This article presents new research by SEI York scientists and partners on links between preterm births and maternal exposure to outdoor air pollution. It quotes the lead author, Chris Malley, as well as SEI Policy Director Johan C.I. Kuylenstierna.
Curbing outdoor air pollution may help prevent 2.7 million premature births a year, a condition that threatens children’s lives and increases their risk of long-term physical and neurological problems, scientists said on Thursday.
Fine particles in the air from diesel fumes, fires and other sources, may increase the risk of premature births – alongside other risks including a mother’s age and health – according to a study published in the Environment International journal.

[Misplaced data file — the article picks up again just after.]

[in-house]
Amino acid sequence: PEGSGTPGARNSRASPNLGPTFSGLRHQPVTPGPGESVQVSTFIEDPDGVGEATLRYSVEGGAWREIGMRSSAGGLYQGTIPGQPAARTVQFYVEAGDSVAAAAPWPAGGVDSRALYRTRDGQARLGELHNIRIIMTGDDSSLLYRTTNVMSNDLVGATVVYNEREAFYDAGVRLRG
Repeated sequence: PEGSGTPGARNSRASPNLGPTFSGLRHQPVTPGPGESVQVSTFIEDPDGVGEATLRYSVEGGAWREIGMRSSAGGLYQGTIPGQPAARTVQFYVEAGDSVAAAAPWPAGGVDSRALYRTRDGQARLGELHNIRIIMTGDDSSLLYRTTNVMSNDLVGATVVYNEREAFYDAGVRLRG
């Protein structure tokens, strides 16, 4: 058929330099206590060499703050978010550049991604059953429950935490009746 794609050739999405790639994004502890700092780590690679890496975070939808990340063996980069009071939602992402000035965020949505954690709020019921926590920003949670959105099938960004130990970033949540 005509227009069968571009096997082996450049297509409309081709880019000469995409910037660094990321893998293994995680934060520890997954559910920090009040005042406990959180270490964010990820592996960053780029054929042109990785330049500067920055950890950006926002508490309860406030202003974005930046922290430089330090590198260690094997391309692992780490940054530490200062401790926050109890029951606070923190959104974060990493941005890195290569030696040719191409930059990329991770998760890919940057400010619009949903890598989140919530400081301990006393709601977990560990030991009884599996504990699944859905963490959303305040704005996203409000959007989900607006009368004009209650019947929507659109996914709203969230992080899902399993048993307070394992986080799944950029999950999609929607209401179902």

“Air pollution may not just harm people who are breathing the air directly – it may also seriously affect a baby in its mother’s womb,” said Chris Malley, lead author of the study which is based on data for 2010.
The majority of premature births linked to air pollution occur in South and East Asia, the researchers said. India alone accounts for about 1 million premature births, and China for another 500,000…
Source: Thomson Reuters Foundation, UK